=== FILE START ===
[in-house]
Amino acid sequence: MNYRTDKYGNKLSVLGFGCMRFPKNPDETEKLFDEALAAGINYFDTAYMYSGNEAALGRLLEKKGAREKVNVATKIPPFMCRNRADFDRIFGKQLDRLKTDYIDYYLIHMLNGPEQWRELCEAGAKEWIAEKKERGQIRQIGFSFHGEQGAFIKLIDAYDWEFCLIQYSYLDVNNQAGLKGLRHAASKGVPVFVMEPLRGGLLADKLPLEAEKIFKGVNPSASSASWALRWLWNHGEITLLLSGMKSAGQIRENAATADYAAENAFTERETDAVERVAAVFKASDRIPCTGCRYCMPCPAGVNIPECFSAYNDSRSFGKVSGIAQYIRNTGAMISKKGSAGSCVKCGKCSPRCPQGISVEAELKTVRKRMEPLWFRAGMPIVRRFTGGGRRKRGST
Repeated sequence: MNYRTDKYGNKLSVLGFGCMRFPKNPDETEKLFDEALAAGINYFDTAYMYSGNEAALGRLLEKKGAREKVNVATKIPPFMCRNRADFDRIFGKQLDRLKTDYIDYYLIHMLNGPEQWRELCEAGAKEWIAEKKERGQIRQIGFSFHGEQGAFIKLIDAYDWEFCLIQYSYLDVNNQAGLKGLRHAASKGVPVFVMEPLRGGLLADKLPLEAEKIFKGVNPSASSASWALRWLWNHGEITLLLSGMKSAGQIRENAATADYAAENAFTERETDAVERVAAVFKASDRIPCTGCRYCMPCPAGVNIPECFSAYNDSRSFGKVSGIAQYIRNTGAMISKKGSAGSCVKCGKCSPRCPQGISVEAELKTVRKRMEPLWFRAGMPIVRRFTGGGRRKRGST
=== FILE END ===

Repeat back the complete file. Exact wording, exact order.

[in-house]
Amino acid sequence: MNYRTDKYGNKLSVLGFGCMRFPKNPDETEKLFDEALAAGINYFDTAYMYSGNEAALGRLLEKKGAREKVNVATKIPPFMCRNRADFDRIFGKQLDRLKTDYIDYYLIHMLNGPEQWRELCEAGAKEWIAEKKERGQIRQIGFSFHGEQGAFIKLIDAYDWEFCLIQYSYLDVNNQAGLKGLRHAASKGVPVFVMEPLRGGLLADKLPLEAEKIFKGVNPSASSASWALRWLWNHGEITLLLSGMKSAGQIRENAATADYAAENAFTERETDAVERVAAVFKASDRIPCTGCRYCMPCPAGVNIPECFSAYNDSRSFGKVSGIAQYIRNTGAMISKKGSAGSCVKCGKCSPRCPQGISVEAELKTVRKRMEPLWFRAGMPIVRRFTGGGRRKRGST
Repeated sequence: MNYRTDKYGNKLSVLGFGCMRFPKNPDETEKLFDEALAAGINYFDTAYMYSGNEAALGRLLEKKGAREKVNVATKIPPFMCRNRADFDRIFGKQLDRLKTDYIDYYLIHMLNGPEQWRELCEAGAKEWIAEKKERGQIRQIGFSFHGEQGAFIKLIDAYDWEFCLIQYSYLDVNNQAGLKGLRHAASKGVPVFVMEPLRGGLLADKLPLEAEKIFKGVNPSASSASWALRWLWNHGEITLLLSGMKSAGQIRENAATADYAAENAFTERETDAVERVAAVFKASDRIPCTGCRYCMPCPAGVNIPECFSAYNDSRSFGKVSGIAQYIRNTGAMISKKGSAGSCVKCGKCSPRCPQGISVEAELKTVRKRMEPLWFRAGMPIVRRFTGGGRRKRGST